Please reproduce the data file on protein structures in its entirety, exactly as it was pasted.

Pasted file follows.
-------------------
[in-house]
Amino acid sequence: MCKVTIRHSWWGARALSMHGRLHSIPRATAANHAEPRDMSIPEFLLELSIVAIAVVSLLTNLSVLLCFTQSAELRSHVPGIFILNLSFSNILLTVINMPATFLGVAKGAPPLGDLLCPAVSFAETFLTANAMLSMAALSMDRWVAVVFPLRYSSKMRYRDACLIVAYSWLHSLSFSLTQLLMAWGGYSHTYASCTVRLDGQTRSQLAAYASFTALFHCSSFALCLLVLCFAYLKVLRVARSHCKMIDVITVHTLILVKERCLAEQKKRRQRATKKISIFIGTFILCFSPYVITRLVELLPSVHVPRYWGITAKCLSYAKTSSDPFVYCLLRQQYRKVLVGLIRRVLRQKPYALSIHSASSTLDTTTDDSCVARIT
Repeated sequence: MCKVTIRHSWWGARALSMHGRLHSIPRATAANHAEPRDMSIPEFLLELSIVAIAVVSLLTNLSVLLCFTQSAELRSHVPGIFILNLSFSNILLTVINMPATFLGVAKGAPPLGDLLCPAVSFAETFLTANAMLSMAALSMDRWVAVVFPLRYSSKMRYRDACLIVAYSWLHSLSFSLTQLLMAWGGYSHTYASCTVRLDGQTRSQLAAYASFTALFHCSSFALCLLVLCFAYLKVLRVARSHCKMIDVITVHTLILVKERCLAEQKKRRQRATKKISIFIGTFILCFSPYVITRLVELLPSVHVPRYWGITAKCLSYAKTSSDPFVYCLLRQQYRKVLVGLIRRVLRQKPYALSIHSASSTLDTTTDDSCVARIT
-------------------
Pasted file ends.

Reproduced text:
[in-house]
Amino acid sequence: MCKVTIRHSWWGARALSMHGRLHSIPRATAANHAEPRDMSIPEFLLELSIVAIAVVSLLTNLSVLLCFTQSAELRSHVPGIFILNLSFSNILLTVINMPATFLGVAKGAPPLGDLLCPAVSFAETFLTANAMLSMAALSMDRWVAVVFPLRYSSKMRYRDACLIVAYSWLHSLSFSLTQLLMAWGGYSHTYASCTVRLDGQTRSQLAAYASFTALFHCSSFALCLLVLCFAYLKVLRVARSHCKMIDVITVHTLILVKERCLAEQKKRRQRATKKISIFIGTFILCFSPYVITRLVELLPSVHVPRYWGITAKCLSYAKTSSDPFVYCLLRQQYRKVLVGLIRRVLRQKPYALSIHSASSTLDTTTDDSCVARIT
Repeated sequence: MCKVTIRHSWWGARALSMHGRLHSIPRATAANHAEPRDMSIPEFLLELSIVAIAVVSLLTNLSVLLCFTQSAELRSHVPGIFILNLSFSNILLTVINMPATFLGVAKGAPPLGDLLCPAVSFAETFLTANAMLSMAALSMDRWVAVVFPLRYSSKMRYRDACLIVAYSWLHSLSFSLTQLLMAWGGYSHTYASCTVRLDGQTRSQLAAYASFTALFHCSSFALCLLVLCFAYLKVLRVARSHCKMIDVITVHTLILVKERCLAEQKKRRQRATKKISIFIGTFILCFSPYVITRLVELLPSVHVPRYWGITAKCLSYAKTSSDPFVYCLLRQQYRKVLVGLIRRVLRQKPYALSIHSASSTLDTTTDDSCVARIT